The Facebook Follies
God knows I shouldn’t be having writer’s block over this, of all topics. Having never joined Facebook, I've had plenty of opportunities to explain my reasoning behind why I continue to eschew the most popular social networking site in the entire world. People are always mystified at the fact that I don’t have an account. The other day a girl asked if I was on Facebook and when I said no, her resulting expression was a unique blend of pity, awe and disbelief, accompanied by a single word: "Wow." I might as well have said that I used oil lamps to light my house, and commuted to work in a horse-drawn buggy.
So I eventually came up with a bunch of reasons ready to deploy whenever someone asked why I'm not on Facebook. I've said the site was causing people to trade real-life relationships for virtual ones, or that it was making us more isolated while giving the illusion of more connection. I've said it was a big distraction and that the last thing I needed in my life was another way to waste time, because I was doing way too well in that department already. All of which I believe are true. However, as Drew and I conversed the other day, it became clear that our biggest beef with the social media juggernaut could be summed up in a single word: Privacy.
Facebook has made eroding privacy into something of an art, if by “art” you mean “terrible travesty.” I mean, let’s be candid for a moment: It’s a joke to think that a company whose CEO, Mark Zuckerberg, got his start hacking into Harvard’s computer system and illegally lifting people’s private information to use without permission on a website he’d created would care one bit about your privacy.* Except insofar as caring about it could possibly make money for them. But since it can’t — since in fact it is your lack of ability to keep things private in the Facebook universe that provides the most potential for making money off of you — well, need I say more?
Probably not, but hey, I will. (Mostly because Drew will so not let me get away with leaving it at that.)
Recently, as many people know, Facebook changed their privacy settings. Their default mode is not that all your stuff would be hidden, but that all your stuff would be out in the open for anyone on the ‘Net to see. And even if you do choose to lock down every possible setting, there is some information that will still be publicly available. Like, your profile pic. Your gender. Your fan pages. Your networks. Your geographical region.
Well, so what, you’re saying. I have nothing to hide. Why should I worry?
To which I say, seriously?
Look. We’ve all heard the saying, “Knowledge is power.” Well, in this society, knowledge is equated, for better or worse, with information — and guess who’s sitting on the mother lode of it. (Hint: Facebook.)
Everything you do on Facebook is pretty much owned by Facebook. It’s also logged, tracked, saved. It’s already being used for potentially invasive research. All your photos, all your blog posts, all your wall messages, and yes, every silly quiz you take, it all becomes data that can be used to tell any number of things about you to people you don’t even know, and probably never will.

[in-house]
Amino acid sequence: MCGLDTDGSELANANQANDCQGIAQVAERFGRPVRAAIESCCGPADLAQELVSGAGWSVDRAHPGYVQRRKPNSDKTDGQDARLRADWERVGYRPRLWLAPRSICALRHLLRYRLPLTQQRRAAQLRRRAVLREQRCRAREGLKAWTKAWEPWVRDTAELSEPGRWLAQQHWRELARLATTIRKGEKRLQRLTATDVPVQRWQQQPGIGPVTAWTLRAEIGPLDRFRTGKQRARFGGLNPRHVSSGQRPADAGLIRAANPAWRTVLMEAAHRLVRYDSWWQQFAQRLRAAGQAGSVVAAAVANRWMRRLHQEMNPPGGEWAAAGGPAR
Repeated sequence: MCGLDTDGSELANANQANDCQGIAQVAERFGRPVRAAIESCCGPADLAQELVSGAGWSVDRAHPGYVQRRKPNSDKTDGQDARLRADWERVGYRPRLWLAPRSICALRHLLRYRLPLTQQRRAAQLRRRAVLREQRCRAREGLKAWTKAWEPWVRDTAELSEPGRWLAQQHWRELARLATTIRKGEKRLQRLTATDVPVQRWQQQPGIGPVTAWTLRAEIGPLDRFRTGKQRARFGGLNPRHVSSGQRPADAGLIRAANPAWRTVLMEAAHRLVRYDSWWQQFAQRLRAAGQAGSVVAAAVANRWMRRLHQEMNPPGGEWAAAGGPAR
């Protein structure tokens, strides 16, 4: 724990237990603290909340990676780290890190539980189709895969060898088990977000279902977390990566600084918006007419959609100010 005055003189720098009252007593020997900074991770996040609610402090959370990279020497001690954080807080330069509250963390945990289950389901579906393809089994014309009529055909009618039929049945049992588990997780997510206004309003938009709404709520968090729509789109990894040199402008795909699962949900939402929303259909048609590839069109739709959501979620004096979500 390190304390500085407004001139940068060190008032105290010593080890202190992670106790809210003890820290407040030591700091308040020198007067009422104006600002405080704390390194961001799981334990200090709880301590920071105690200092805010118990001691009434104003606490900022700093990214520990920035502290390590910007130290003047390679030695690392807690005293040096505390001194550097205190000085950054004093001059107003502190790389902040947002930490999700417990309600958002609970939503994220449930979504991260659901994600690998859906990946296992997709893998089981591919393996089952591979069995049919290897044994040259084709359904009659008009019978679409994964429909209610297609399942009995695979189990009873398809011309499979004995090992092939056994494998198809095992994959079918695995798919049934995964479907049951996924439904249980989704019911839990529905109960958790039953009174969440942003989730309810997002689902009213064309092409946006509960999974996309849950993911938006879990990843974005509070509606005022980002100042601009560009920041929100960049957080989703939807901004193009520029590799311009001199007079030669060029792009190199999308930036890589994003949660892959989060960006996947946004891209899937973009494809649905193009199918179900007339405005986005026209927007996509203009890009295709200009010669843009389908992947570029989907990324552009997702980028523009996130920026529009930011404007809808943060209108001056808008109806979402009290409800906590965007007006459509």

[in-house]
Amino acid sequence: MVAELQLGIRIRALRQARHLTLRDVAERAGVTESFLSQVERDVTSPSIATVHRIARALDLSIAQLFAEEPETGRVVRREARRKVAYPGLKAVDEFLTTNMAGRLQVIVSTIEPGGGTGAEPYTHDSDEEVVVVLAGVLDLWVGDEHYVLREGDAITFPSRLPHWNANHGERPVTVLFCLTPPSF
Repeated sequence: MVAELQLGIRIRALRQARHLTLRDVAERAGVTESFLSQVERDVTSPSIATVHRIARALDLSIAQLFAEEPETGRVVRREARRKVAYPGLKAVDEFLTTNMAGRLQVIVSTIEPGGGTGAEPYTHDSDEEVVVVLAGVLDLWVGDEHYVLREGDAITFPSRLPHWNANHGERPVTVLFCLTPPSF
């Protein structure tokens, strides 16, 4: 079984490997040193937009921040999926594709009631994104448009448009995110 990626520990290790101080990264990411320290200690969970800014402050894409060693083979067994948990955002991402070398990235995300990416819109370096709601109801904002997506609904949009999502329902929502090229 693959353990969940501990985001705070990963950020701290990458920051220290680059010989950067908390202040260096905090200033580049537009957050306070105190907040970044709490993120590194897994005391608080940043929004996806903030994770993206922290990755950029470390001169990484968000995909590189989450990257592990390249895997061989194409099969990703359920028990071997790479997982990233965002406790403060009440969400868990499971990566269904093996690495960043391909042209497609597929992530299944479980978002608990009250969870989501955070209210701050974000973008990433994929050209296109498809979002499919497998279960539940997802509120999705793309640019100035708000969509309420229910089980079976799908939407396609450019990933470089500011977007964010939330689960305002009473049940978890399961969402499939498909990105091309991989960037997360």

The point is, privacy isn’t about keeping stuff hidden anymore, it’s about controlling the information that belongs to you. And when you use Facebook, you cede control to Facebook. Ultimately, you’re handing over your personal information to a corporation headed by the guy who very recently said this:
People have really gotten comfortable not only sharing more information and different kinds, but more openly and with more people. That social norm is just something that has evolved over time.(from the Guardian)
That explains those new “privacy” settings, I guess. But it sure doesn’t make me feel any better, knowing my information’s under the control of 25-year-old Zuckerberg, who has decided for himself what people have gotten more comfortable with over time. And I’d beg to differ with his analysis anyway, considering the backlash that has greeted Facebook’s roll-outs of products like the ill-fated Beacon — a service which broadcast a user’s activities on external websites to that user’s network on Facebook, and which, I’ll just note, was initially implemented without user consent and only discontinued after protests. Lots and lots of protests.
Odd that anyone would have had a problem with it, considering the new social norms and all. Granted, Beacon was launched in 2007, and Zuckerberg's quote is from this year — no doubt a lot has changed in three years. Maybe if Beacon was launched today, people would just shrug their shoulders and not care. Somehow, though, I doubt it.
Now wait just a minute, I hear you saying. You use Google. You blog. Heck, you blog using Google! And what about cell phones, and IMing and all that stuff? How is any of that different or better than using Facebook?
Well, those are good questions, all of them! And if I weren’t so behind on when I promised Drew I would publish this post, I’m sure I’d be more than happy to go into a deeper analysis and provide informative explanations. On the other hand, that doesn’t sound like me at all, does it? Fortunately for all of us, there is a simple solution to this little quandary anyway. And here it is: Go read Drew’s blog.
* “Zuckerberg was charged by the administration with breach of security, violating copyrights and violating individual privacy and faced expulsion, but ultimately the charges were dropped.” (Wikipedia, pulling from The Harvard Crimson)